Social change may explain decline in genetic diversity of the Y chromosome at the end of the Neolithic period

History & Archeology

The emergence in the Neolithic of patrilineal 1 social systems, in which children are affiliated with their father's lineage, may explain a spectacular decline in the genetic diversity of the Y chromosome 2 observed worldwide between 3,000 and 5,000 years ago. In a study to be published on 24 April in Nature Communications, a team of scientists from the CNRS, MNHN and Université Paris Cité 3 suggest that these patrilineal organisations had a greater impact on the Y chromosome than mortality during conflict.

A protohistoric burial site at Marliens (Côte-d’Or)

History & Archeology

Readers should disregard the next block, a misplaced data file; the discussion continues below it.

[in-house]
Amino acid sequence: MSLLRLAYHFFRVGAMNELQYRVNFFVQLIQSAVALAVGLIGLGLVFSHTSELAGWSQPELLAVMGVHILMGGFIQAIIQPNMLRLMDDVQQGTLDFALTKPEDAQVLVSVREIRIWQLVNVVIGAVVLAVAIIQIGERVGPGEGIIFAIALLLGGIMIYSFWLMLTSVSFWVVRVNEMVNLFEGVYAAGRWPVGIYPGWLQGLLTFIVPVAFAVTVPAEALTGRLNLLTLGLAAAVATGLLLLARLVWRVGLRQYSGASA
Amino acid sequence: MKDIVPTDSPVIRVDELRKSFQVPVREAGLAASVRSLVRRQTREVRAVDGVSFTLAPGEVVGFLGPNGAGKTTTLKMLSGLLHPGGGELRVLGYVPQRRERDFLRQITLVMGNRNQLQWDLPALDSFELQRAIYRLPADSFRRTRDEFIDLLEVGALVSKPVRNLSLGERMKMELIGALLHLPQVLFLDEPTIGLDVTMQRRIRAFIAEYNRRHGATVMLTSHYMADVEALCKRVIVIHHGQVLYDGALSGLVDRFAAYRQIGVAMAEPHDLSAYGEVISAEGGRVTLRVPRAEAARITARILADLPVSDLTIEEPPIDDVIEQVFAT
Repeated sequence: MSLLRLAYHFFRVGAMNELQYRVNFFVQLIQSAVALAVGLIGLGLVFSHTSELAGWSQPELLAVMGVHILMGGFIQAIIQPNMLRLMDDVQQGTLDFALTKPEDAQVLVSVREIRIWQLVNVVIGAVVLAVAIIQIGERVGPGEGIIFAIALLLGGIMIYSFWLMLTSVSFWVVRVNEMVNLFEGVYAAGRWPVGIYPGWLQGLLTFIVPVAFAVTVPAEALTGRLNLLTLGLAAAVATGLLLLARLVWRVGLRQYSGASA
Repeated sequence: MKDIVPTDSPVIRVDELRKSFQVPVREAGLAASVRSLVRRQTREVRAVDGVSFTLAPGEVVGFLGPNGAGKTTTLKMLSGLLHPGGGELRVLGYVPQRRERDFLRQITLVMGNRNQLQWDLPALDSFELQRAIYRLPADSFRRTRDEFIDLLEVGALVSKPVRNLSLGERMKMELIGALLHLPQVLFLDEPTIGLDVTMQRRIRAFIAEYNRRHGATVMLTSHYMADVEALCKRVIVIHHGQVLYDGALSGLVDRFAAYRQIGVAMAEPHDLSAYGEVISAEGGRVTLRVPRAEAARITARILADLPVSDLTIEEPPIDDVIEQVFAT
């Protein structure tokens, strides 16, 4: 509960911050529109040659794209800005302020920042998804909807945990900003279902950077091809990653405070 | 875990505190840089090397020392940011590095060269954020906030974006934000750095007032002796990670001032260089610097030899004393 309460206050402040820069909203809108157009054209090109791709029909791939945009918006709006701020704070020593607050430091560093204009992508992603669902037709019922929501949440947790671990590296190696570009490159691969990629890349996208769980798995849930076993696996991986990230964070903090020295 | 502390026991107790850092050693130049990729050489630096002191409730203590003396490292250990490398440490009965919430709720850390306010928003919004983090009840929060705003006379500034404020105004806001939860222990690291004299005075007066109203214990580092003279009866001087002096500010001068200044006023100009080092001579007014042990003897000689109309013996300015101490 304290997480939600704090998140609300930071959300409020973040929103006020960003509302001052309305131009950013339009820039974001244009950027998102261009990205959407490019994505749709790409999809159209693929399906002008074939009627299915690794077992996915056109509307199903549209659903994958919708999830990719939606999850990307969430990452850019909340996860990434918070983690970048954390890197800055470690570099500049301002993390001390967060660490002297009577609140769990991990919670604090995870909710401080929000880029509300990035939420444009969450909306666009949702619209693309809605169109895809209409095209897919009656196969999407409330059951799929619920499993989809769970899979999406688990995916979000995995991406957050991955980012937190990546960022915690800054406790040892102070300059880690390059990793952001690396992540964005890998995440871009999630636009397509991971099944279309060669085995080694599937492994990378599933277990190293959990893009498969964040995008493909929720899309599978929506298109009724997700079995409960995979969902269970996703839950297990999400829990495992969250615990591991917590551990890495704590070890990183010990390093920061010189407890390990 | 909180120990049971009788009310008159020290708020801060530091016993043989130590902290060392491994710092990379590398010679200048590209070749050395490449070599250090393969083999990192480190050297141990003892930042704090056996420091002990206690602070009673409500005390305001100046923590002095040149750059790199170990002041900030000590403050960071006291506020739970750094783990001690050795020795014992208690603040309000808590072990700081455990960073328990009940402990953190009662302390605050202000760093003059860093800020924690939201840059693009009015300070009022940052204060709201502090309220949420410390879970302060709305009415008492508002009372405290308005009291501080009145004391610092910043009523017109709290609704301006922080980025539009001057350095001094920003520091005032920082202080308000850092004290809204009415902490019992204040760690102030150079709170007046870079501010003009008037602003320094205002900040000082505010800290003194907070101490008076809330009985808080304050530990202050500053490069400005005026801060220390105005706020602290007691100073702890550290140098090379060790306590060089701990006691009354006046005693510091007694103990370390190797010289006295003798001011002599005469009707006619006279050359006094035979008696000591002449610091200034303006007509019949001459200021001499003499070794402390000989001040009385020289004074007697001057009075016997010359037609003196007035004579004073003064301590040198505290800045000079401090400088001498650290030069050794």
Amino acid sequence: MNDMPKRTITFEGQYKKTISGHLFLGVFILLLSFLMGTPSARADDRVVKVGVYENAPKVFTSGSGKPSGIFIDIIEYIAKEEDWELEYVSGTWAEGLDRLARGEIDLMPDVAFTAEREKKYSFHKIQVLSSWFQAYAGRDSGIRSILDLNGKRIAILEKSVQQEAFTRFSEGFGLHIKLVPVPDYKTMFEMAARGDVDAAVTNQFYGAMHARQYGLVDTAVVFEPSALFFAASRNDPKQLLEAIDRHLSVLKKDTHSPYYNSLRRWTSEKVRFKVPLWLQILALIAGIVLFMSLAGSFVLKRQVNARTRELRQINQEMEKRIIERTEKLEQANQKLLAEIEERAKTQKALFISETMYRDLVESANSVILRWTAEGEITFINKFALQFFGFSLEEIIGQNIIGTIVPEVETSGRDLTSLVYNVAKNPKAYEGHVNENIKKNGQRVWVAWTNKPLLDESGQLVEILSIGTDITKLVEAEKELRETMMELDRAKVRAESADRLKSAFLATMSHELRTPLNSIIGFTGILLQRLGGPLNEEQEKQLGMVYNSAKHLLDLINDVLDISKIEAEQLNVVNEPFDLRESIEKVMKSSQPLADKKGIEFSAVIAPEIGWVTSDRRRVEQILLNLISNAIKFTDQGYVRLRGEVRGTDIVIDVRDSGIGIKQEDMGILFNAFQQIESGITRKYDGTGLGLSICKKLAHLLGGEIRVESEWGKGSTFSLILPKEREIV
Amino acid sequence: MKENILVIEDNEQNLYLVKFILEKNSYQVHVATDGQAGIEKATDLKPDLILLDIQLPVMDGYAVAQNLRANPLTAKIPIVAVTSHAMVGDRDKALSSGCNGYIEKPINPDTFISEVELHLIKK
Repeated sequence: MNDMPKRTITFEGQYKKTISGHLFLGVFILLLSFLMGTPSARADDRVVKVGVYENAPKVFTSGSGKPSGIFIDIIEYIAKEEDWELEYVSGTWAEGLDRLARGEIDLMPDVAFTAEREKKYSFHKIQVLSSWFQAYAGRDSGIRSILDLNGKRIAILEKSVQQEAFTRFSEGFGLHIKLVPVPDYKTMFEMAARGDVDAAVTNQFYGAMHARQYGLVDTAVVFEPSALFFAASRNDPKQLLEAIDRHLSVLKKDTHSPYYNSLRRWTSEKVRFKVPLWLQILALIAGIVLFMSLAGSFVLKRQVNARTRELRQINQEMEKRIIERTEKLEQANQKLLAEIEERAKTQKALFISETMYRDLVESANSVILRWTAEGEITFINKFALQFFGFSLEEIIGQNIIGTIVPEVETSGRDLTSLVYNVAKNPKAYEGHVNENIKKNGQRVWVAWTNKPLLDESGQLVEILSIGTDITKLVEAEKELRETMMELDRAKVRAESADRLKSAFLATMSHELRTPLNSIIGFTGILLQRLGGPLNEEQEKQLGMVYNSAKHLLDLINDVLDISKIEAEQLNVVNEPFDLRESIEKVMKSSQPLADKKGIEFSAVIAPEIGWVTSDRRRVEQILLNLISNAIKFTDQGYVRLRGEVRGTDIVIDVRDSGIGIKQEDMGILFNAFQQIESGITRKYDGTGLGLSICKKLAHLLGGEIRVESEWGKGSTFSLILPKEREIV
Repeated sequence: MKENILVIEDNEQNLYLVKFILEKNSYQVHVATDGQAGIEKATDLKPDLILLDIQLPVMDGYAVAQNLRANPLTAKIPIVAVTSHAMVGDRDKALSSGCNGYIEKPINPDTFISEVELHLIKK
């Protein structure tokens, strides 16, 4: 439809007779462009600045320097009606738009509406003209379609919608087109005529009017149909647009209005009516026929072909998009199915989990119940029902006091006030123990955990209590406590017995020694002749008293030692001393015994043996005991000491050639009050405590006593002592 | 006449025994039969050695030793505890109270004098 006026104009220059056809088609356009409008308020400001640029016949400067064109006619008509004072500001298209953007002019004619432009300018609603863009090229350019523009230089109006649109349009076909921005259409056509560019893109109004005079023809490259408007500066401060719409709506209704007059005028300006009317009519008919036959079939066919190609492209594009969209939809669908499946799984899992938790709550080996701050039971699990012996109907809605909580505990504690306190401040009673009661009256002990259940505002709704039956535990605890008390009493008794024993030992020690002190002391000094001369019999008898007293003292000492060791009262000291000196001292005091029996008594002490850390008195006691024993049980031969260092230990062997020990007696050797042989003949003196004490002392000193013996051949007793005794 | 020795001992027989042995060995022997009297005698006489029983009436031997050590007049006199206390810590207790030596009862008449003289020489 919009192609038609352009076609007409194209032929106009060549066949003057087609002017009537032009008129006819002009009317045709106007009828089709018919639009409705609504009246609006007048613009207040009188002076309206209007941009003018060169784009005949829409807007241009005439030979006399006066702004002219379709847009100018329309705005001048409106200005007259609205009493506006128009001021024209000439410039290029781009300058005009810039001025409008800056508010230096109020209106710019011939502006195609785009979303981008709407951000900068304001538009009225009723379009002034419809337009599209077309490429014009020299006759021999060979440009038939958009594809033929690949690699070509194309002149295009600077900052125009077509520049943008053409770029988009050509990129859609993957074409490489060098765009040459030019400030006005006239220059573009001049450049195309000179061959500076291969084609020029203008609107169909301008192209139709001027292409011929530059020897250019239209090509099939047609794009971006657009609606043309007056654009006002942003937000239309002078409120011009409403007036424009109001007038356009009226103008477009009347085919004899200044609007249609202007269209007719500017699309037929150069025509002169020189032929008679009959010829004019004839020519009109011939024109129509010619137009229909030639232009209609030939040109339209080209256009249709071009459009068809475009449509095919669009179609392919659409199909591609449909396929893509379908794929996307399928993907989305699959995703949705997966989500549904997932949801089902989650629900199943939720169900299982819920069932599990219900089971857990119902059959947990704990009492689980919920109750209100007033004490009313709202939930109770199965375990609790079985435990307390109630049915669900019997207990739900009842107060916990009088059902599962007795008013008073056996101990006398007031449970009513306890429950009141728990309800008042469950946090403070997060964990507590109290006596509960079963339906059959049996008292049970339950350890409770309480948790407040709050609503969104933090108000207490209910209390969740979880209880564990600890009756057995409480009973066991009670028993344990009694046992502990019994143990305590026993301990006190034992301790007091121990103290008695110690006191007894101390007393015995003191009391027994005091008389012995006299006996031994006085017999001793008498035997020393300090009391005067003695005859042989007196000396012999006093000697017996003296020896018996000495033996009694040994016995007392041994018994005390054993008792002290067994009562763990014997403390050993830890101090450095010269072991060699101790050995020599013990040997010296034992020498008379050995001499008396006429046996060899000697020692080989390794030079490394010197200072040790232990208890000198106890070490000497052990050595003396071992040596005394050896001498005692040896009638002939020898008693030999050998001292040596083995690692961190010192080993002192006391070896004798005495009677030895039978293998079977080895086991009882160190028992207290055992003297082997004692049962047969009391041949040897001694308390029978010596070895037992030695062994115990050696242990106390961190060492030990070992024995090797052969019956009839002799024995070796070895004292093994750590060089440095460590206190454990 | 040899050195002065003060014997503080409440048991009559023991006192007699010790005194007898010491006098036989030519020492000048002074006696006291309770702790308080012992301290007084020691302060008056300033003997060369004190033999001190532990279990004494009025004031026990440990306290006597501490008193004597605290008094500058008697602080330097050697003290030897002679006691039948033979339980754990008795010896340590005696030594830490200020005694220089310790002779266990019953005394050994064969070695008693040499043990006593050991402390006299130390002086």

Inrap archaeologists conducted an excavation at Marliens, some twenty kilometers east of Dijon, prior to the extension of a gravel pit (Eqiom) in the Ouche valley, a tributary of the Saône.

How can a baby learn two languages at the same time?

Article dated March 19, 2024, published in The Conversation online media, as part of the partnership with ENS de Lyon. By Cameron Morin, ATER at ENS de Lyon, affiliated to ICAR Laboratory, Syntax, Meaning and Textuality team.